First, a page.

I would like to congratulate you on adding running to your exercise efforts.
First, if you have never been coached on running, it is extremely beneficial and important to get at least a basic understanding of proper running form. For a small investment you can make a huge difference in how much you enjoy running. There are running clubs in almost every city and many smaller towns in the US. You can web search or ask at your local gym/rec center for help in finding a club. Or you can higher a fitness instructor or coach in your area as well.
Second, go slow in your starting distance/time running. Your body needs time to adjust to any new movement/exercise. It is very easy to overtrain at the beginning of starting a running program. And once you are in a state of overtraining the only way to fix it is to stop running until you have fully recovered. This is also where a coach makes a huge difference.
Third, start with a simple resistance training program for your entire body. Many runners want to focus on training muscles directly related to running, but all of the muscles of the body have a part in running. And focusing only on the lower body will increase the potential for injury in the upper body as the weaker muscles won’t be able to deal with what the stronger muscles are putting them through. Again, a coach is a very good idea for this as well.
And lastly, I work with runners of all levels. I get the best results with runners who take this advice. You are getting this advice for free, but it is worth a fortune. Are you ready? Add water exercise to your workouts. Water jogging and running are highly underrated for all athletes that run in their sport/activity. It is not only a great exercise on it’s own, it is phenomonal for training any high volume movement activity. Again, a good coach or instructor is very valuable for this as well.
You would be doing yourself a big favor to hire a coach for at least a sesson or two a week for a while. Good luck.
Without getting into to many specifics I would recommend to add some hill running into your training. I like the water factor and I have used it many times before when I trained both myself and clients. Core is very important and working your upper body should be one of your goals as well. Don’t concentrate only in your legs. Also stair climbing is another tactic I like to use with the clients who are runners because of the multiple benefits you can gain form this type of conditioning. Another thing to keep in mind is to avoid treadmill as much as you can. When you are doing your mileage, do it outdoors. Running in as many different surfaces as possible will improve the conditioning and strength of your lower body. Also it’s great for the mind. There are many other factors and more specifics I can get into for answering your question, but I think keep it simple is the best way to go about it.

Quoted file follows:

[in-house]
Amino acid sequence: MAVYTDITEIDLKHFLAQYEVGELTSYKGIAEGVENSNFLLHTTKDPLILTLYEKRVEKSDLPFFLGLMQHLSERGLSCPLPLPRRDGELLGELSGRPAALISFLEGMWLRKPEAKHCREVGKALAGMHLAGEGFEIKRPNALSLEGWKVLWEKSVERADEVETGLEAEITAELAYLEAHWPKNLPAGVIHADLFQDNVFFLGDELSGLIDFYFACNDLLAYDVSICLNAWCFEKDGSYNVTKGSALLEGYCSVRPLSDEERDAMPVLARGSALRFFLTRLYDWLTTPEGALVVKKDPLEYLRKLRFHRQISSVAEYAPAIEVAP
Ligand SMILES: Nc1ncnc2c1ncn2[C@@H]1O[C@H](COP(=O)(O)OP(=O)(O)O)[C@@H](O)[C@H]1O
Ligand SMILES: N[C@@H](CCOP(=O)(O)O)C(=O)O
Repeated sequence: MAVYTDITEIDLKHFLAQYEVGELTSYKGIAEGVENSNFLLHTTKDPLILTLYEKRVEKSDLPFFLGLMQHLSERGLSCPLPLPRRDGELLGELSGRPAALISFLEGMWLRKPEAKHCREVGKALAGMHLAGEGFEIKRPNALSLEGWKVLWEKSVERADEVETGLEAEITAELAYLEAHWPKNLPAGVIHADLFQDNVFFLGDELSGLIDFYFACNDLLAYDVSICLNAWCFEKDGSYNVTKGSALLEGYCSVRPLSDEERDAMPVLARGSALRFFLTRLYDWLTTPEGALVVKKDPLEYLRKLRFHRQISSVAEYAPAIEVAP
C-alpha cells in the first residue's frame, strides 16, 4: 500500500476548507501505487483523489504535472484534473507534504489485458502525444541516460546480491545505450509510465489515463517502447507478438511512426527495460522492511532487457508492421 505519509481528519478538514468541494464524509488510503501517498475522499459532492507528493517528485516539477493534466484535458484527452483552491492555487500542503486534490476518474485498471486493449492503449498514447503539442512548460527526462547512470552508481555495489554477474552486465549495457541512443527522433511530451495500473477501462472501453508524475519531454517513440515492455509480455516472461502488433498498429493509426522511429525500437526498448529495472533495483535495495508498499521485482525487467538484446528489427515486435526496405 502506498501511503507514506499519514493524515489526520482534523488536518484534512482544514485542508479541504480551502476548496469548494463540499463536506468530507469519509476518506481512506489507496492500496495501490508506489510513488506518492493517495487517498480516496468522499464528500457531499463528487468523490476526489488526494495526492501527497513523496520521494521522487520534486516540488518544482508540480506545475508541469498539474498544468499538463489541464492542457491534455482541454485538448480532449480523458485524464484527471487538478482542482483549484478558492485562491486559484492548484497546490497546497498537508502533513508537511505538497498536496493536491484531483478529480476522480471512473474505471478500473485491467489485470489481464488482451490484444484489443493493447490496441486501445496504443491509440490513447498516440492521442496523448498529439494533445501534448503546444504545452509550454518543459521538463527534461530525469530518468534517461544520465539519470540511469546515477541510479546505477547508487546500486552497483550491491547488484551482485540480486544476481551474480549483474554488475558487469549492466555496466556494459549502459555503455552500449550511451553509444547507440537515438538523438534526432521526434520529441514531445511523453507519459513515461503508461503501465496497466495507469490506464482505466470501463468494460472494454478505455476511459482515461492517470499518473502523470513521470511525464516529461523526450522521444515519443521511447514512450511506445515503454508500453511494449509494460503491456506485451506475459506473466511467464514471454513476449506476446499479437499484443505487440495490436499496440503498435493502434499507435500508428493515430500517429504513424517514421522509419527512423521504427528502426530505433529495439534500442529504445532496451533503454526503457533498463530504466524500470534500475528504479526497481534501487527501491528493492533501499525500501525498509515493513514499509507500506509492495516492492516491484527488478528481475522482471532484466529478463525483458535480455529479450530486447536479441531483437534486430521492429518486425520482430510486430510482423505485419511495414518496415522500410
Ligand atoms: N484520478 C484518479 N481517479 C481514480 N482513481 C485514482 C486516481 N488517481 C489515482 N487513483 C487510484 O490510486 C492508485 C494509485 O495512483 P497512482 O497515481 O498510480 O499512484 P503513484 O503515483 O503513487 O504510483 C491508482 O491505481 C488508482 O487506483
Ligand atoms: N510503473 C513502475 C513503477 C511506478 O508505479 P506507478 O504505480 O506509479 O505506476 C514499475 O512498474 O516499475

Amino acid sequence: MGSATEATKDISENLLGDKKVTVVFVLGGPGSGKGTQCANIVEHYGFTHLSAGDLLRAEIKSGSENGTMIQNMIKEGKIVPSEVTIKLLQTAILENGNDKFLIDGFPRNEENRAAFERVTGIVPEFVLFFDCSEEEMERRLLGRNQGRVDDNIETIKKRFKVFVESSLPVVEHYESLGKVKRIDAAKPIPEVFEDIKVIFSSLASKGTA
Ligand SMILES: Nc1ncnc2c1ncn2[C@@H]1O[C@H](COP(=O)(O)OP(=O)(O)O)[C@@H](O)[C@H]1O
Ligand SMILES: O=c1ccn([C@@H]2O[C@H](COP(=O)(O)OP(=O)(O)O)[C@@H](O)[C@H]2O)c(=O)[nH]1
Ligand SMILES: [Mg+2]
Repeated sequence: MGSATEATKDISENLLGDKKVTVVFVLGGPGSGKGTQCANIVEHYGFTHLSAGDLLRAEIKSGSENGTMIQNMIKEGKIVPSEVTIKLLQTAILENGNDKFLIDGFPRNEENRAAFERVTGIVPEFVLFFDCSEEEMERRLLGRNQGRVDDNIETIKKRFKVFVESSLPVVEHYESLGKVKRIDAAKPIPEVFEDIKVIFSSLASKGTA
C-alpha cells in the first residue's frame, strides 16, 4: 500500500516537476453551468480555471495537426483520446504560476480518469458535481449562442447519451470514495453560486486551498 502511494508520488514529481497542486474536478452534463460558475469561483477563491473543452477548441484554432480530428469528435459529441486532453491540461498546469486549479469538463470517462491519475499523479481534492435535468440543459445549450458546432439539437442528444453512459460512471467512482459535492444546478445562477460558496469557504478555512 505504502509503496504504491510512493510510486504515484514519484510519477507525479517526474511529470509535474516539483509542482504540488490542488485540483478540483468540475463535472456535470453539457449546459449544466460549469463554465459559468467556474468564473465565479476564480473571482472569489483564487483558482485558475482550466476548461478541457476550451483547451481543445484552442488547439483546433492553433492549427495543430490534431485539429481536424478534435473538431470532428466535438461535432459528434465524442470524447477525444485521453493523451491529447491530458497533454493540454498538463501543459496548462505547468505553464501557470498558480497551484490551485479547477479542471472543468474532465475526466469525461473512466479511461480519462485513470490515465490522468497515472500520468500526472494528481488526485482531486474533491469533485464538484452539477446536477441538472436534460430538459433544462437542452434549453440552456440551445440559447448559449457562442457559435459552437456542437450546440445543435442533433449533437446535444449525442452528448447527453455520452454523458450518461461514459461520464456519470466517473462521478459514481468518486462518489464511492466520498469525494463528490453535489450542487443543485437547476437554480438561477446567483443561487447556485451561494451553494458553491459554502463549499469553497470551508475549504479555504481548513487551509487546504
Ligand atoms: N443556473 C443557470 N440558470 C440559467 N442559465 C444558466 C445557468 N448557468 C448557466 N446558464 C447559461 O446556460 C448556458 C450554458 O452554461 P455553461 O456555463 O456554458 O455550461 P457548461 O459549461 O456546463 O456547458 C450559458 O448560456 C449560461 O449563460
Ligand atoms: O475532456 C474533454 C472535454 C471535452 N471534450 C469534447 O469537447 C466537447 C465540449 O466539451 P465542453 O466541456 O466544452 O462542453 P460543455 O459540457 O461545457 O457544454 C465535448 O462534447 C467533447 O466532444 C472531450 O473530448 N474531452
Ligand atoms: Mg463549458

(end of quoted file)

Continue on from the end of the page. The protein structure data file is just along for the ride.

I would also suggest that you look at the exercises from the MELT Method to support running. The foot treatment is very popular for runners, and the roller exercises can do wonders do offset the pounding of many miles.
One thing to keep in mind for running, along with all of the other suggestions you’ve gotten, is good posture and a strong core. Good posture during running will maximize the power of the muscles responsible for running, and it also opens up the diaphragm and makes breathing easier (important for running!).
So, that being said, you want to keep your entire core and body strong, Make sure to strengthen lower body muscles and address things like weak hamstrings or glutes, or tight hip flexors. For upper body be aware of tight chest muscles and weak back muscles.
Good luck and have fun!